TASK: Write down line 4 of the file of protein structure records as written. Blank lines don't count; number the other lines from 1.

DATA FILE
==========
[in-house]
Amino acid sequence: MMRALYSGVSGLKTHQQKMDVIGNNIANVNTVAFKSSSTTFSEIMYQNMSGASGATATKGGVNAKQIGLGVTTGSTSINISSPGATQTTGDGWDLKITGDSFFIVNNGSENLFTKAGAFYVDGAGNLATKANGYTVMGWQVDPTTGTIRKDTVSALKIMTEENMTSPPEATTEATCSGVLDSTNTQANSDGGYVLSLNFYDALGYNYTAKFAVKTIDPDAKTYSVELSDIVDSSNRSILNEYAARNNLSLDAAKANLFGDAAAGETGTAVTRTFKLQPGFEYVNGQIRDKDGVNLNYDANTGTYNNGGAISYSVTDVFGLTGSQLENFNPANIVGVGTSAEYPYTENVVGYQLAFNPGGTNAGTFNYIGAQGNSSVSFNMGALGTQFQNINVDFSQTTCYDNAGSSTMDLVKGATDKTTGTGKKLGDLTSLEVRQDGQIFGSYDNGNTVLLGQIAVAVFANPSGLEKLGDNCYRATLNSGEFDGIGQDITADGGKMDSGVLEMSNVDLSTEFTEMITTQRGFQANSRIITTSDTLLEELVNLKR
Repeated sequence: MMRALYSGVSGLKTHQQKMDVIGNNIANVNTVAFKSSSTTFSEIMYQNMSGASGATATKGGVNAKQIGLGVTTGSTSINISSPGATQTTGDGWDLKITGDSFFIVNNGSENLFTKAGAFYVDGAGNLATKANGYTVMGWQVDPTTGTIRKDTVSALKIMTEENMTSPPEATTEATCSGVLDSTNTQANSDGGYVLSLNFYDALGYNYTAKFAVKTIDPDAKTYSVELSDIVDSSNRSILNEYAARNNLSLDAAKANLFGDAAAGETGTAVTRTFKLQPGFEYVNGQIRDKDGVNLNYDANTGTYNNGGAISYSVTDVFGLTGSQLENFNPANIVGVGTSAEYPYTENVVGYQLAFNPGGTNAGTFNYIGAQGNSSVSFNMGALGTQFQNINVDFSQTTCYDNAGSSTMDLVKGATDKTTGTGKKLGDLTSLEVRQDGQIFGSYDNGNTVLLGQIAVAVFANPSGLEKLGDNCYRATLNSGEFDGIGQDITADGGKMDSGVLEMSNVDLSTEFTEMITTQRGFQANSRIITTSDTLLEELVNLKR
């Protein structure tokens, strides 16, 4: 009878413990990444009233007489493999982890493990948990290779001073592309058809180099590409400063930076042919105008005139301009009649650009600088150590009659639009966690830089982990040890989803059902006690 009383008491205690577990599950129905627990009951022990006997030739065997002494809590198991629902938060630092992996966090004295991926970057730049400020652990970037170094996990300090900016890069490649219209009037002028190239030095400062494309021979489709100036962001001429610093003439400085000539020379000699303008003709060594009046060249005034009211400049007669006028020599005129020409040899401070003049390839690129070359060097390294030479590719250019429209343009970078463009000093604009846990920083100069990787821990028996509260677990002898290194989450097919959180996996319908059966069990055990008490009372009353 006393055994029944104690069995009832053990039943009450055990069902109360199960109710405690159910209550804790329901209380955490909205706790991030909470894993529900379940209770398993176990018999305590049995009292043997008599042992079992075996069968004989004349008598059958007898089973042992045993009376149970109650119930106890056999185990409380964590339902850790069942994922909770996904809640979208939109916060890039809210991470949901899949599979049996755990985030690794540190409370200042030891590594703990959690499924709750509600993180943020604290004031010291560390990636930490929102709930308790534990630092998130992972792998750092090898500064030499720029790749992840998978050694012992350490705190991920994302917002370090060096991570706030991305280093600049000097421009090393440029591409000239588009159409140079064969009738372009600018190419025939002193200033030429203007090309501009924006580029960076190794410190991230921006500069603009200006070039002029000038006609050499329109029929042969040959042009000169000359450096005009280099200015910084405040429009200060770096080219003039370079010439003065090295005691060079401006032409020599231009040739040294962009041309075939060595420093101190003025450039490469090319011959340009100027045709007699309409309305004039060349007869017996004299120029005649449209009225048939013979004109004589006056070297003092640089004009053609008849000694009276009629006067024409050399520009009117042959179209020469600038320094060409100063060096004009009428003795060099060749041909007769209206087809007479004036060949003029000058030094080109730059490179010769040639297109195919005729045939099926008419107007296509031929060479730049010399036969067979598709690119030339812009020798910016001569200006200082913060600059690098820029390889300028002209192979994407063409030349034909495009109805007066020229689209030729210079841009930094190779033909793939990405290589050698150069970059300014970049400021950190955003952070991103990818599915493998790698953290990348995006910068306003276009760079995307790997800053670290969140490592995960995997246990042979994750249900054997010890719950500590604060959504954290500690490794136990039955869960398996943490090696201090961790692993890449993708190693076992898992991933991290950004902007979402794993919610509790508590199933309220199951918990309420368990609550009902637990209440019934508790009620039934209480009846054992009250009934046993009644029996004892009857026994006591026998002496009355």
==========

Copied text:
């Protein structure tokens, strides 16, 4: 009878413990990444009233007489493999982890493990948990290779001073592309058809180099590409400063930076042919105008005139301009009649650009600088150590009659639009966690830089982990040890989803059902006690 009383008491205690577990599950129905627990009951022990006997030739065997002494809590198991629902938060630092992996966090004295991926970057730049400020652990970037170094996990300090900016890069490649219209009037002028190239030095400062494309021979489709100036962001001429610093003439400085000539020379000699303008003709060594009046060249005034009211400049007669006028020599005129020409040899401070003049390839690129070359060097390294030479590719250019429209343009970078463009000093604009846990920083100069990787821990028996509260677990002898290194989450097919959180996996319908059966069990055990008490009372009353 006393055994029944104690069995009832053990039943009450055990069902109360199960109710405690159910209550804790329901209380955490909205706790991030909470894993529900379940209770398993176990018999305590049995009292043997008599042992079992075996069968004989004349008598059958007898089973042992045993009376149970109650119930106890056999185990409380964590339902850790069942994922909770996904809640979208939109916060890039809210991470949901899949599979049996755990985030690794540190409370200042030891590594703990959690499924709750509600993180943020604290004031010291560390990636930490929102709930308790534990630092998130992972792998750092090898500064030499720029790749992840998978050694012992350490705190991920994302917002370090060096991570706030991305280093600049000097421009090393440029591409000239588009159409140079064969009738372009600018190419025939002193200033030429203007090309501009924006580029960076190794410190991230921006500069603009200006070039002029000038006609050499329109029929042969040959042009000169000359450096005009280099200015910084405040429009200060770096080219003039370079010439003065090295005691060079401006032409020599231009040739040294962009041309075939060595420093101190003025450039490469090319011959340009100027045709007699309409309305004039060349007869017996004299120029005649449209009225048939013979004109004589006056070297003092640089004009053609008849000694009276009629006067024409050399520009009117042959179209020469600038320094060409100063060096004009009428003795060099060749041909007769209206087809007479004036060949003029000058030094080109730059490179010769040639297109195919005729045939099926008419107007296509031929060479730049010399036969067979598709690119030339812009020798910016001569200006200082913060600059690098820029390889300028002209192979994407063409030349034909495009109805007066020229689209030729210079841009930094190779033909793939990405290589050698150069970059300014970049400021950190955003952070991103990818599915493998790698953290990348995006910068306003276009760079995307790997800053670290969140490592995960995997246990042979994750249900054997010890719950500590604060959504954290500690490794136990039955869960398996943490090696201090961790692993890449993708190693076992898992991933991290950004902007979402794993919610509790508590199933309220199951918990309420368990609550009902637990209440019934508790009620039934209480009846054992009250009934046993009644029996004892009857026994006591026998002496009355």